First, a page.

CHARLESTON, W.Va. — As lawmakers continue examining why so many West Virginians haven’t received long-term help with housing two years after a devastating flood, one issue likely to catch their focus is lag time.

Why it took so long for West Virginia to begin drawing down federal dollars is among the questions likely to be asked at 9 a.m. Tuesday when the Legislature’s flood committee meets.

The U.S. Department of Housing and Urban Development, source of $149 million in long-term flood relief grants, approved an Action Plan to address long-term relief June 1, 2017.

Contracts for construction companies to work on long-term housing were let a month after that, and Rise West Virginia began taking grant applications last August 7.

But West Virginia didn’t apply to actually start using the HUD money until just this Jan. 29. Housing and Urban Development authorized used of the funds Feb. 20.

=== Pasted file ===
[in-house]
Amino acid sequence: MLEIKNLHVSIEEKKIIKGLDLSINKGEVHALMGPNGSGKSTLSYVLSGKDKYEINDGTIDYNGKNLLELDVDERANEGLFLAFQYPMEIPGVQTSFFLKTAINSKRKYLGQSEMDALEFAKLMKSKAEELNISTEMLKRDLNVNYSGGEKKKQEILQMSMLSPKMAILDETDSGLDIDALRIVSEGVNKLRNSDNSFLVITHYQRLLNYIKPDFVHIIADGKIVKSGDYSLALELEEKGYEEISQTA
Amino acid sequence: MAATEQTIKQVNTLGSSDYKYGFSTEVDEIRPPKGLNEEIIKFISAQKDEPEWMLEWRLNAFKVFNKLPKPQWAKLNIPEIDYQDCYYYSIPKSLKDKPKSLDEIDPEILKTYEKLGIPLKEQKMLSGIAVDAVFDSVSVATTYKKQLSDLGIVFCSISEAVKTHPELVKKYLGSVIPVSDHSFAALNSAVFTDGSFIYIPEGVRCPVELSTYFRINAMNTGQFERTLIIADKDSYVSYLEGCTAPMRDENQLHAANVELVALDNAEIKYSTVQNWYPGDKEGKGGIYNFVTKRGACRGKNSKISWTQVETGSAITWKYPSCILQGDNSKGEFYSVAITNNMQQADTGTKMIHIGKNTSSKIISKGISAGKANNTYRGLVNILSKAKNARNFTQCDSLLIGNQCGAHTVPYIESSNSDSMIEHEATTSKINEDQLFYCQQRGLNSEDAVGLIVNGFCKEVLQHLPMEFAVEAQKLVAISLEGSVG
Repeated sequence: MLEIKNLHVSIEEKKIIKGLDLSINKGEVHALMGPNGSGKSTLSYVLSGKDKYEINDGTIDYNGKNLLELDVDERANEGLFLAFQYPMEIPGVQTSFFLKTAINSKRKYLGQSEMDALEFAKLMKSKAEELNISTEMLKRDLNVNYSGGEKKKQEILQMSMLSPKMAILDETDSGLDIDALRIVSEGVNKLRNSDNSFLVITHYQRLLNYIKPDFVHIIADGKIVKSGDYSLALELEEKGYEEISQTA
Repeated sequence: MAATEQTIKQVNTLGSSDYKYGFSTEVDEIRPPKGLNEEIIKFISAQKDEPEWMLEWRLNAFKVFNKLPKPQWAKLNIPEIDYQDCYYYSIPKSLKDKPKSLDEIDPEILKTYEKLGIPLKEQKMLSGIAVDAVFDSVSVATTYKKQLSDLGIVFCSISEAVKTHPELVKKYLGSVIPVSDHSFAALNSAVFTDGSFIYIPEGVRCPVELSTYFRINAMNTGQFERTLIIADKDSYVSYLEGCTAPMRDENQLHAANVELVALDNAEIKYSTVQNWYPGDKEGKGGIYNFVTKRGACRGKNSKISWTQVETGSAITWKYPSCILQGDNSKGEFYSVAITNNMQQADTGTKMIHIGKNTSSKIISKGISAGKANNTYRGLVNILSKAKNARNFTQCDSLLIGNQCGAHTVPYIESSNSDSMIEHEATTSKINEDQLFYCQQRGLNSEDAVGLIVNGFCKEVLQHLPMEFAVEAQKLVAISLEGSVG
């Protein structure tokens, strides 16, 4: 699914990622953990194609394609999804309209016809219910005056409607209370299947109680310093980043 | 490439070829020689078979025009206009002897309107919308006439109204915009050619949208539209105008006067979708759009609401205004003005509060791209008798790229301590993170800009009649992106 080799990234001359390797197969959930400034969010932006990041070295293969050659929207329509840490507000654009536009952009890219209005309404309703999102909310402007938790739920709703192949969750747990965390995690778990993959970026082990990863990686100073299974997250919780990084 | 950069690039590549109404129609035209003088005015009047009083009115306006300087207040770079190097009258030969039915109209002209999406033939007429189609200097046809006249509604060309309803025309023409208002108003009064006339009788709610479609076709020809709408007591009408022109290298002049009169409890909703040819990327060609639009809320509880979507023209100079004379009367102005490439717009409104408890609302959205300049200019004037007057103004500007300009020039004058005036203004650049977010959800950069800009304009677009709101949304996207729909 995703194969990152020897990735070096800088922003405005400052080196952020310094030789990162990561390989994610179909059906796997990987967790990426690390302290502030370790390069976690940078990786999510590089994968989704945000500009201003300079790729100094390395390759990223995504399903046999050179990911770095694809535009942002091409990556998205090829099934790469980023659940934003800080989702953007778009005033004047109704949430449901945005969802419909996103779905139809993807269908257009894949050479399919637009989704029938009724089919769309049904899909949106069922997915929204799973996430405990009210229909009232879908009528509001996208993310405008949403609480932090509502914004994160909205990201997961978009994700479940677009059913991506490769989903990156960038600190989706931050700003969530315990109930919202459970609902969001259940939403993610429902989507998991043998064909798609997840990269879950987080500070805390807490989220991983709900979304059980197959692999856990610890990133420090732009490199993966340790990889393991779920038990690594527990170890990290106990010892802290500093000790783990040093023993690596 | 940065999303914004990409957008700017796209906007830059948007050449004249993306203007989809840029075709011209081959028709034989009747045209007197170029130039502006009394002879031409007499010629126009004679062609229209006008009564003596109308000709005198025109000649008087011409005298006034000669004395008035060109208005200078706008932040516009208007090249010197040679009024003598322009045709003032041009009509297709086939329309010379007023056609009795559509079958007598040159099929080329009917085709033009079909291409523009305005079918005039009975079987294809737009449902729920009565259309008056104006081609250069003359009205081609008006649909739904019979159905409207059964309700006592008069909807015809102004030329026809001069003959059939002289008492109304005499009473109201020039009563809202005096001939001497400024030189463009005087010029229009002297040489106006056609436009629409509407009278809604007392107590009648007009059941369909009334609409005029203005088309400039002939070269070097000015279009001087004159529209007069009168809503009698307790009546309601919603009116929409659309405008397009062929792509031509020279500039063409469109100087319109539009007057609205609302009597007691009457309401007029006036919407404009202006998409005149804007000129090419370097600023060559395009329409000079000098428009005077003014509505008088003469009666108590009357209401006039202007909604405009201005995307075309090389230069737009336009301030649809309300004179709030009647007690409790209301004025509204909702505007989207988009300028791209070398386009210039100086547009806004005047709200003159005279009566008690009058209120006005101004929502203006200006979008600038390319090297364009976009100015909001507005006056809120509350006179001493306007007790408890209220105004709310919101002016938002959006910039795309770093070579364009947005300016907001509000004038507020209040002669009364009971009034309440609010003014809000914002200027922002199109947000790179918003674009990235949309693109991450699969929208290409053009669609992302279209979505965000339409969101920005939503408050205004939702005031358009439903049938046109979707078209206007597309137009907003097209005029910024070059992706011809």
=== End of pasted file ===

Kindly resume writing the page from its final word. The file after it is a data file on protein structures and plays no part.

So what happened during all those months?

Ed Gaunch

“Why did it take us until January to request spending authority?” Senator Ed Gaunch, R-Kanawha, asked during a Sunday evening review of work by Rise West Virginia.

Gaunch is the co-chairman of the Joint Legislative Committee on Flooding, and, to him, this question is one of the keys to the mystery of why long-term flood relief has gone so badly.

Adam Fridley of the Legislature’s Post Audit Division acknowledged the puzzle.

“That’s a terrific question, and unfortunately it’s one that still remains outstanding even with our office,” Fridley said.

“What you’re looking at is, HUD approves the state’s Action Plan around June 1. We don’t request authority to use the funding until January of this year. That is a significant time lapse, and unfortunately I do not have an answer as to why.”

The audit does hone in on what happened, though.

After the state received HUD approval of its Action Plan last June, West Virginia was required under federal law to conduct a comprehensive environmental review. The state had to demonstrate that its housing reconstruction and rehabilitation would not significantly affect the environment.